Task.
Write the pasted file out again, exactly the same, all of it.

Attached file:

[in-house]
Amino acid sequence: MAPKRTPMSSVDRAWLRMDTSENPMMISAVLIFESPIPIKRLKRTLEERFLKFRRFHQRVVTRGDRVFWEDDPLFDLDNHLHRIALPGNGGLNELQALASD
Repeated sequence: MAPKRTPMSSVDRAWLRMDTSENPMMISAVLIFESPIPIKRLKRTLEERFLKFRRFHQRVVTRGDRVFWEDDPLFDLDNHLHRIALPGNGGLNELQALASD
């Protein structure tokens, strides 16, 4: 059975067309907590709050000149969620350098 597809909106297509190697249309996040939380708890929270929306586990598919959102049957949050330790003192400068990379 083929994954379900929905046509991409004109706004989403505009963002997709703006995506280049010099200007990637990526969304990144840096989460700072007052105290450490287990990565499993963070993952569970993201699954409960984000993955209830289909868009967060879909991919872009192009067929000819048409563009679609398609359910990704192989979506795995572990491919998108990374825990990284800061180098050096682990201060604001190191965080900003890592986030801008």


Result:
[in-house]
Amino acid sequence: MAPKRTPMSSVDRAWLRMDTSENPMMISAVLIFESPIPIKRLKRTLEERFLKFRRFHQRVVTRGDRVFWEDDPLFDLDNHLHRIALPGNGGLNELQALASD
Repeated sequence: MAPKRTPMSSVDRAWLRMDTSENPMMISAVLIFESPIPIKRLKRTLEERFLKFRRFHQRVVTRGDRVFWEDDPLFDLDNHLHRIALPGNGGLNELQALASD
């Protein structure tokens, strides 16, 4: 059975067309907590709050000149969620350098 597809909106297509190697249309996040939380708890929270929306586990598919959102049957949050330790003192400068990379 083929994954379900929905046509991409004109706004989403505009963002997709703006995506280049010099200007990637990526969304990144840096989460700072007052105290450490287990990565499993963070993952569970993201699954409960984000993955209830289909868009967060879909991919872009192009067929000819048409563009679609398609359910990704192989979506795995572990491919998108990374825990990284800061180098050096682990201060604001190191965080900003890592986030801008």